market stallsYou may believe your product could be bought by everyone, but trying to market to ‘everyone’ can be very expensive and not very practical. Finding the target market with the most pressing problem is a much better starting point.

If you were starting a fast food business you would want a large crowd of hungry people to sell to. That would be more important to your success than a fantastic advertising campaign, best quality food or even the cheapest price.

Imagine if you were one of the fast food vendors at a major concert or sports game and people were hungry or thirsty after sitting out in the sun or freezing cold for a few hours, you are going to sell a lot of food and drinks even if the food is more expensive, of average quality and you’ve only done minimal marketing outside of the venue.

In other words, when it comes to deciding which customer group to focus on, always pick the ‘starving crowd’ or the group of customers who are so desperate for a solution that they will buy it even if it’s more expensive and made by a startup business that no one has ever heard of.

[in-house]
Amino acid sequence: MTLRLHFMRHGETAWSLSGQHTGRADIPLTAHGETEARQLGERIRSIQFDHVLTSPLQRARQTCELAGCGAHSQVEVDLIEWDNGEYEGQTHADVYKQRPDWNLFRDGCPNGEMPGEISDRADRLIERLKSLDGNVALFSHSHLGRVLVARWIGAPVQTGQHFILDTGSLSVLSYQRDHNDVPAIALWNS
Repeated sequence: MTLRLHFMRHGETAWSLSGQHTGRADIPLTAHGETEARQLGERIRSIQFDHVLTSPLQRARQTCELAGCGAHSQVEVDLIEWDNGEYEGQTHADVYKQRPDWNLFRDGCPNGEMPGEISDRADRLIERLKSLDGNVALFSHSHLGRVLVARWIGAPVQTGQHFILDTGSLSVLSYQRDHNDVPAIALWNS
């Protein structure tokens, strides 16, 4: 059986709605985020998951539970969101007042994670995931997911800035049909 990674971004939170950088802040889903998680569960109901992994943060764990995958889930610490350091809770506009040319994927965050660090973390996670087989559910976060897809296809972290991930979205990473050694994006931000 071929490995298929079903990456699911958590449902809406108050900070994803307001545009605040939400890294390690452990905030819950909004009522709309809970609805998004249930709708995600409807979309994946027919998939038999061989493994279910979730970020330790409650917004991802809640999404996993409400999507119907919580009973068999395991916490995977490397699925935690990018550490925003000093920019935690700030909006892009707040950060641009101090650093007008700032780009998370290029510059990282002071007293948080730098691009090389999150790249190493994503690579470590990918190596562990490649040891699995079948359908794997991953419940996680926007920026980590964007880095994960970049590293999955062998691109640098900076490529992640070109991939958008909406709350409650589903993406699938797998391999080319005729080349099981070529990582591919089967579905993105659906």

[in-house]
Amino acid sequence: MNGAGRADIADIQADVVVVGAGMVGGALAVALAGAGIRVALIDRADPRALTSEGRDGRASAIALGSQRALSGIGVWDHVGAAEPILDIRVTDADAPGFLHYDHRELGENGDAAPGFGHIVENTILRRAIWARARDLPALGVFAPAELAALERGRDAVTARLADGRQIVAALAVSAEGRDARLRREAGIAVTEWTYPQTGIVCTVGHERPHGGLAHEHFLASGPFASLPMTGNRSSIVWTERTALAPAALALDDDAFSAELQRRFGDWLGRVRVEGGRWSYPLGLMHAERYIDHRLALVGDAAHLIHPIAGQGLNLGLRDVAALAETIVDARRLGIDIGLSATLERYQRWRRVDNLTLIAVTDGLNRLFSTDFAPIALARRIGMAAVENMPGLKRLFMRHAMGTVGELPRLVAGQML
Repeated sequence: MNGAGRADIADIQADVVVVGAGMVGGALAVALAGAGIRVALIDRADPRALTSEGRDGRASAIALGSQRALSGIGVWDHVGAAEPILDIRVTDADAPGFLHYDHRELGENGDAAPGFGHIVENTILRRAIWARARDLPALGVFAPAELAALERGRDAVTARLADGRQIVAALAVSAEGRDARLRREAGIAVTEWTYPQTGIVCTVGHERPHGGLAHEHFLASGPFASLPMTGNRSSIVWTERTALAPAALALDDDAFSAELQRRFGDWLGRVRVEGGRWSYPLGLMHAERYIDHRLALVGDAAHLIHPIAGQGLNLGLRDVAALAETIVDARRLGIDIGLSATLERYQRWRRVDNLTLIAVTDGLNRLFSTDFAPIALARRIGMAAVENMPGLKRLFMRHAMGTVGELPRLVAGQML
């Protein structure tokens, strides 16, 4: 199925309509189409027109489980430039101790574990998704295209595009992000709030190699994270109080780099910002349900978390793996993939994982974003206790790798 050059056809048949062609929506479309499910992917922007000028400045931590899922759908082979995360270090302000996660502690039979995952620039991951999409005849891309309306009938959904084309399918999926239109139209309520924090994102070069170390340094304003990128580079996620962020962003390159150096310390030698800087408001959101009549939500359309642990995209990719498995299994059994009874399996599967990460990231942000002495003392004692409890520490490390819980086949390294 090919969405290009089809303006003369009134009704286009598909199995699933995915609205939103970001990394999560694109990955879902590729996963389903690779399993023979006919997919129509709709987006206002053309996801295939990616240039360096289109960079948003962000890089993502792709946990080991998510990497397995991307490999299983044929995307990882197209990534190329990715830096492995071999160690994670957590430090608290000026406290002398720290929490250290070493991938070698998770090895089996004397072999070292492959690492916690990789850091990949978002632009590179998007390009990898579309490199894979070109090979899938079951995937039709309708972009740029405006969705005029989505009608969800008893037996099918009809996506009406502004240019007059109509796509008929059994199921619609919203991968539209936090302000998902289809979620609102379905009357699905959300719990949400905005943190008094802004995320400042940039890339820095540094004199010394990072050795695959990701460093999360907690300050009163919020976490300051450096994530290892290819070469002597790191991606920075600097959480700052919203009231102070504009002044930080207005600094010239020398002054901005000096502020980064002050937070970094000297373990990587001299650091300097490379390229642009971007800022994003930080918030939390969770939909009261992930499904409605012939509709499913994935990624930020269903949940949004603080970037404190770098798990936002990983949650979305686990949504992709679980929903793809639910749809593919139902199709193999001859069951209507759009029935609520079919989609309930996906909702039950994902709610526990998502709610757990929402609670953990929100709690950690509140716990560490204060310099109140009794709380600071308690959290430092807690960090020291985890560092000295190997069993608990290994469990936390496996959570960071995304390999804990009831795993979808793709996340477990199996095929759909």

Price sensitivity

When you are desperate for a solution, price is going to be very far down on your list of criteria. That’s why medical specialists and after hours plumbers can charge a premium.

They can also be harder to find when you really need them. The starving crowd is much less price sensitive than a market with lots of choice.


When they’re no longer starving

Another thing to keep in mind is that tastes change, products come in and out of fashion and technology moves on. You probably just have to look at the things you've stored in your garage over the years to see examples of this.

The thing about ‘starving crowds’ is that once they’ve eaten they’re no longer starving. Not all demands have unlimited appetite. If you have a product that once purchased that’s it, the customer has no reason to come back, you have to continually look for new ‘starving crowds’. This is quite different to something like a Pandora bracelet where you purchase the bracelet initially, but then constantly go back and buy charms to go on the bracelet.

It’s important to understand the dynamic of starving crowds and how that can impact on your cashflow.


Photo by: Roslyn Clark

About Lighthouse Business Innovation Centre
Since July 2008, Lighthouse has worked with over 990 distinct enterprises and provided group and peer based services to over 3400 enterprises and individuals. For over five years Lighthouse has successfully delivered business advice, education, mentorship and networking opportunities to help these businesses commercialise their ideas and grow their companies. Lighthouse also delivers programs such as the ACT Microcredit Program for the ACT Government. Visit for more information.